Consider the Source
Growing up I am certain that my mother was not the only mother that encouraged me to “consider the source” when people said or did things that seemed hurtful or mean spirited. The admonition to consider the source requires one to look beyond the divisive of a person and see the potential reasons for the behavior while simultaneously loving them in spite of the behavior.
Just as a very plant has a root, our behaviors have roots too! I once heard a story of a mother who was teaching her daughter how to make a ham. She took a twenty pound ham and cut about five pounds off of each side, scored it, then smothered it in cloves, pineapples and toothpicks laden with cherries, wrapped it in foil and baked it for about five hours on 350°. The daughter was obedient and did exactly as her mother told her and sure enough five hours later, she had a delicious ham!
She then asked her mother why she cut off five pounds of perfectly good ham from each side of the ham. Her mother replied, “That’s how my mother taught me to make a ham!” The mother, now curious herself about the tradition contacted her mother and asked, “Mama, why did you teach me to cut off so much of the meat from the ham.” Her mother replied, “That’s how my mother taught me to make a ham! My recipe makes a perfectly good ham! Always has and always will!”
Although defensive about having her ham making skills called into question, the grandmother felt the need to call her mother in order to come up with a better answer as to why they cut off the ends of the ham, leaving 10 pounds of unused meat. She called way down to the country and had one of the younger kids in the neighborhood to go and wheel her mother over to the phone. When she finally made it to the telephone she explained the situation and asked her mother why she cut the ends off of the ham. Her mother laughed and said “Baby, as little as that stove your daddy bought me was when we first got married – I had to cut the ends off to make it fit!”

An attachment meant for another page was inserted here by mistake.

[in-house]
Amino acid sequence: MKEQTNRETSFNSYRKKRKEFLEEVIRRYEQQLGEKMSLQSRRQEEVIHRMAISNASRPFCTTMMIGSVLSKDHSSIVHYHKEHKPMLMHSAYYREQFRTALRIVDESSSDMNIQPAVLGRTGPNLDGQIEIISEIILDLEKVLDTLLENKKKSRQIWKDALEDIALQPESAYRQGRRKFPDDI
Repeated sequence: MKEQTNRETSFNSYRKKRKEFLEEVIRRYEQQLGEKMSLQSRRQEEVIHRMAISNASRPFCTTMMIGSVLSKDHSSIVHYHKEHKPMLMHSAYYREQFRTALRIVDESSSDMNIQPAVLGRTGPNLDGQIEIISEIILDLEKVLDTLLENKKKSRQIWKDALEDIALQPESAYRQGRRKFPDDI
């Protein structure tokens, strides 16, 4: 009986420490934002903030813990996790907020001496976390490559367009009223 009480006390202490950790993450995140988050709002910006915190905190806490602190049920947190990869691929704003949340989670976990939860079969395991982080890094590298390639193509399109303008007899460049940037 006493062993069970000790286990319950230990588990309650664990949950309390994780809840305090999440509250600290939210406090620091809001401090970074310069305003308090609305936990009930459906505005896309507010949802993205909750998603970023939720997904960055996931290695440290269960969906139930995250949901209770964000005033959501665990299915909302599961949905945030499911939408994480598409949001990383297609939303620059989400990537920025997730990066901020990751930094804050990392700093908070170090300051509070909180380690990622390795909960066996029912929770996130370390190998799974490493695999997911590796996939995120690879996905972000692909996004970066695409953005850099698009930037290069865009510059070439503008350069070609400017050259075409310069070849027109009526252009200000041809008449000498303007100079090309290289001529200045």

Many times we hear people’s opinions and get angry with them when in fact we ought to focus that energy on praying for them. Hurt people hurt people and broken people break other people. When people within your sphere of influence are saying or doing things that are counterproductive and illogical, ask yourself:
- Why is this person so passionate (or dispassionate) about this idea?
- Is there room for healthy and safe discussion or is this person so wounded that they only seek to wound others regarding this issue?
- Is this opinion or behavior a direct result of a traumatic event or some other damaging incident?
- Can I help them heal without getting wounded myself?
- Why are you so affected by this person’s personality flaws or character issues?
- What does the word of God say about this situation?
- Are you willing to love with the heart of Christ?
If we consider the source and seek ways to be positive in the face of negativity, we will see lives transformed and souls converted by the love that we have for them, and for one another. This week, seek to consider the source and build relationships on the love of Christ.